Mort Walker, creator of long-running 'Beetle Bailey' comic strip, dies at 94, family says

“Beetle Bailey” comic strip artist Mort Walker died Saturday at age 94, his family said.

According to his oldest son, Greg, who partnered with his father on that venerable cartoon take on the military life, the elder Walker died of old age at his home in Stanford, Conn.

Walker was part of more than a half-dozen comic strips in his career, including "Hi and Lois," ''Boner's Ark" and "Sam & Silo." But his greatest success came from Beetle, his hot-tempered sergeant and the rest of the gang at fictional Camp Swampy, which he drew for nearly 70 years.

After an initial lack of popularity, the cartoon eventually succeeded, which Walker attributed to Beetle’s indolence and reluctance to follow authority.

"Most people are sort of against authority," Walker said once during an interview with the Associated Press. "Here's Beetle always challenging authority. I think people relate to it."

Addison Morton Walker was born Sept. 3, 1923, in Kansas and began publishing cartoons by the time he hit age 11. Before eventually heading to New York to pursue a career as a cartoonist, Walker was drafted in the U.S. Army in 1943 and served in Europe during World War II.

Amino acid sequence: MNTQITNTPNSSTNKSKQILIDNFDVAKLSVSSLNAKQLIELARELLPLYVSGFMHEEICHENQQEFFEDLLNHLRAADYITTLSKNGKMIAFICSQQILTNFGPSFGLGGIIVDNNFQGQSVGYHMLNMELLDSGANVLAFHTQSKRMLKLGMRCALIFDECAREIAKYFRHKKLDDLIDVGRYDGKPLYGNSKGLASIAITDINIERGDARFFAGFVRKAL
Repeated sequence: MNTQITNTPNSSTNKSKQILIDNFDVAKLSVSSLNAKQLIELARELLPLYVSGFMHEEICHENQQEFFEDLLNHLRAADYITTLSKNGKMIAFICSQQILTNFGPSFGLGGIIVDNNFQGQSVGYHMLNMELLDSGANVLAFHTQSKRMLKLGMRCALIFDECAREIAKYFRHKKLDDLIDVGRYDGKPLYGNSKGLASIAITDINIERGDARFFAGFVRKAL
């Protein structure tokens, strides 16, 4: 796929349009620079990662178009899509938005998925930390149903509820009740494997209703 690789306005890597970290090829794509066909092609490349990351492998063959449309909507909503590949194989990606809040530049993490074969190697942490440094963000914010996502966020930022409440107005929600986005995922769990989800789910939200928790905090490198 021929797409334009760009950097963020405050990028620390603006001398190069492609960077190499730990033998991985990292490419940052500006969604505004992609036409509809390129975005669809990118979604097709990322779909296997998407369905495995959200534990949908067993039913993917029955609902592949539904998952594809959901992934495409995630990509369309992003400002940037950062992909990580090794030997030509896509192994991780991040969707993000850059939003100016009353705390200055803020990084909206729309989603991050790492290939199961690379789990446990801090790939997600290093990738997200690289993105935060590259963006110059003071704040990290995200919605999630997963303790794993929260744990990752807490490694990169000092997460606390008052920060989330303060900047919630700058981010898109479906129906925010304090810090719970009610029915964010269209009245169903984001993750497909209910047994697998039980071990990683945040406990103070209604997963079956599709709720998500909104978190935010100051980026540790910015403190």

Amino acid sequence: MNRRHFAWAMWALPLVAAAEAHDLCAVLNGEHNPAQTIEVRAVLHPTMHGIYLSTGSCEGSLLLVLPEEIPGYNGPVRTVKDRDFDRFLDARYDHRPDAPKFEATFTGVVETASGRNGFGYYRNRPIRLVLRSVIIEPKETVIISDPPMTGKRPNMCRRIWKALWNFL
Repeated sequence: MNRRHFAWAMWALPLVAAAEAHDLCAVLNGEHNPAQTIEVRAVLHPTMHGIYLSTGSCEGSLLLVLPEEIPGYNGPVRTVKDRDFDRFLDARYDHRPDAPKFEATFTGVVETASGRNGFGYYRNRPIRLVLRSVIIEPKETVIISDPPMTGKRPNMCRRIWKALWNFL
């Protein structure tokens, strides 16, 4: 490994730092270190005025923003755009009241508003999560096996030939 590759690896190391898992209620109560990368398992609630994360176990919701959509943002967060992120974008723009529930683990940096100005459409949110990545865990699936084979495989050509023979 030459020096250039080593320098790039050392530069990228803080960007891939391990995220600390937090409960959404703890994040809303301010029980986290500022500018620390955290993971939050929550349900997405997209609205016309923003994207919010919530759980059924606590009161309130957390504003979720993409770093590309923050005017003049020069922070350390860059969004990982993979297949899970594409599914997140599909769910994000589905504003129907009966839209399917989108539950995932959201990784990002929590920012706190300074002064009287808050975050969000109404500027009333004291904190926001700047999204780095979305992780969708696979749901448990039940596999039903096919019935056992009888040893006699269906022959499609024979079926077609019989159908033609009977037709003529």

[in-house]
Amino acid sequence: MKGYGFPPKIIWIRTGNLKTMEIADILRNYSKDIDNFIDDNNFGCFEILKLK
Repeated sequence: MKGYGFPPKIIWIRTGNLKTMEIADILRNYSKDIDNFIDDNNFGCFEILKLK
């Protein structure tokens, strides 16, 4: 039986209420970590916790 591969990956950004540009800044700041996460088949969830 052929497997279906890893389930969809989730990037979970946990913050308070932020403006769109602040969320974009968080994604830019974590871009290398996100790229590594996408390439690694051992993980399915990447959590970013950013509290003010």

A file photo of "Beetle Bailey" comic strips seen at Morton's home in Connecticut.

A file photo of "Beetle Bailey" comic strips seen at Morton's home in Connecticut. (AP Photo/Craig Ruttle)

His signature strip was first released in the late 1940s by the Saturday Evening Post. Beetle’s character originally appeared as “Spider” before Walker eventually changed it and launched “Beetle Bailey” as a college humor strip in 1950.

"Beetle Bailey" led to spin-off comic strip "Hi and Lois," which he created with Dik Browne, in 1954. The premise was that Beetle went home on leave to visit his sister, Lois, and brother-in-law, Hi.

The comic strip endured despite a number of controversies, including when feminist groups claimed the cartoon made light of sexual harassment due to Walker’s character Gen. Amos Halftrack, who had a tendency to ogle his well-endowed secretary, Miss Buxley. Instead of writing him out of the strip, Walker resolved the issue by send Halftrack to sensitivity training.

Walker’s sons Greg and Brian plan to carry on their father’s work. The pair have worked in the family business for decades.

Besides his sons, Walker is survived by his second wife, Catherine; daughters Polly Blackstock and Margie Walker Hauer; sons Neal and Roger Walker; stepdaughters Whitney Prentice and Priscilla Prentice Campbell; and several grandchildren.

The Associated Press contributed to this report.